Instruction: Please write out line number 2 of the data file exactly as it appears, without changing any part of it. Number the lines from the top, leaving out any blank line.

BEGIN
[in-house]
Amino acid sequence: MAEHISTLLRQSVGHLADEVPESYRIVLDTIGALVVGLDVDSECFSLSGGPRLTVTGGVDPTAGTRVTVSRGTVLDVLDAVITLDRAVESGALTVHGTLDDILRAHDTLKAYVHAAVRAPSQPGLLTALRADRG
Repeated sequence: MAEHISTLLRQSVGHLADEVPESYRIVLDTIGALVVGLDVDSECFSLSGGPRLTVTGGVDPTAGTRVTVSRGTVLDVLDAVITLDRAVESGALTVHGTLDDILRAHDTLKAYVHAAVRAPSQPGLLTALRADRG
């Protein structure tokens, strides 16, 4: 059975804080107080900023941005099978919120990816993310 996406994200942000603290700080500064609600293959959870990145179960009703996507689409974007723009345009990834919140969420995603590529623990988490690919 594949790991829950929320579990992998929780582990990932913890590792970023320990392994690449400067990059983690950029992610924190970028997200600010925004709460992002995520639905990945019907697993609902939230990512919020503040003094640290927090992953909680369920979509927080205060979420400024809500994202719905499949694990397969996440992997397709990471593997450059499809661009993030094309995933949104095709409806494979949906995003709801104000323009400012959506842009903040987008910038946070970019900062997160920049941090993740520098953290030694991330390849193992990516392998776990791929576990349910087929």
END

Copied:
Amino acid sequence: MAEHISTLLRQSVGHLADEVPESYRIVLDTIGALVVGLDVDSECFSLSGGPRLTVTGGVDPTAGTRVTVSRGTVLDVLDAVITLDRAVESGALTVHGTLDDILRAHDTLKAYVHAAVRAPSQPGLLTALRADRG